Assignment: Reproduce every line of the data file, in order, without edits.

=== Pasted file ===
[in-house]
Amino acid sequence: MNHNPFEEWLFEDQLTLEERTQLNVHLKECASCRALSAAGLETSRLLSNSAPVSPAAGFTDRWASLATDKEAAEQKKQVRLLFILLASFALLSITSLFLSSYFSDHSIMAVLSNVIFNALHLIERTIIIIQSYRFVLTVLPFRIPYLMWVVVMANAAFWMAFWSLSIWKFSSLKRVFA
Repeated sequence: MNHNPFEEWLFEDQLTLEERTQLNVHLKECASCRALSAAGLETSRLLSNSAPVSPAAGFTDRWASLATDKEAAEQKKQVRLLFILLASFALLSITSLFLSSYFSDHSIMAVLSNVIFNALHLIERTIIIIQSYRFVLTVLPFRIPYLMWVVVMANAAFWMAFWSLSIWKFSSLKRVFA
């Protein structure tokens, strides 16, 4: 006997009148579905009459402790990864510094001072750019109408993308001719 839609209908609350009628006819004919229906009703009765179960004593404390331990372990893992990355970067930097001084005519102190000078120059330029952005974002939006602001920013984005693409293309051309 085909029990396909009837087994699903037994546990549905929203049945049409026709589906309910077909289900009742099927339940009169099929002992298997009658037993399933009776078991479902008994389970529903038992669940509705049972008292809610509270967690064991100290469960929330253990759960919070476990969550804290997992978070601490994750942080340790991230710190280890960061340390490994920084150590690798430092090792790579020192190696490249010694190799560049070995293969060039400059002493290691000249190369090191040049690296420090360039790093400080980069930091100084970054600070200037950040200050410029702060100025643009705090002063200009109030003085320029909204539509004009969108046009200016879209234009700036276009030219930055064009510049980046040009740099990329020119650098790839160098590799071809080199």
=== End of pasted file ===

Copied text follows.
[in-house]
Amino acid sequence: MNHNPFEEWLFEDQLTLEERTQLNVHLKECASCRALSAAGLETSRLLSNSAPVSPAAGFTDRWASLATDKEAAEQKKQVRLLFILLASFALLSITSLFLSSYFSDHSIMAVLSNVIFNALHLIERTIIIIQSYRFVLTVLPFRIPYLMWVVVMANAAFWMAFWSLSIWKFSSLKRVFA
Repeated sequence: MNHNPFEEWLFEDQLTLEERTQLNVHLKECASCRALSAAGLETSRLLSNSAPVSPAAGFTDRWASLATDKEAAEQKKQVRLLFILLASFALLSITSLFLSSYFSDHSIMAVLSNVIFNALHLIERTIIIIQSYRFVLTVLPFRIPYLMWVVVMANAAFWMAFWSLSIWKFSSLKRVFA
């Protein structure tokens, strides 16, 4: 006997009148579905009459402790990864510094001072750019109408993308001719 839609209908609350009628006819004919229906009703009765179960004593404390331990372990893992990355970067930097001084005519102190000078120059330029952005974002939006602001920013984005693409293309051309 085909029990396909009837087994699903037994546990549905929203049945049409026709589906309910077909289900009742099927339940009169099929002992298997009658037993399933009776078991479902008994389970529903038992669940509705049972008292809610509270967690064991100290469960929330253990759960919070476990969550804290997992978070601490994750942080340790991230710190280890960061340390490994920084150590690798430092090792790579020192190696490249010694190799560049070995293969060039400059002493290691000249190369090191040049690296420090360039790093400080980069930091100084970054600070200037950040200050410029702060100025643009705090002063200009109030003085320029909204539509004009969108046009200016879209234009700036276009030219930055064009510049980046040009740099990329020119650098790839160098590799071809080199």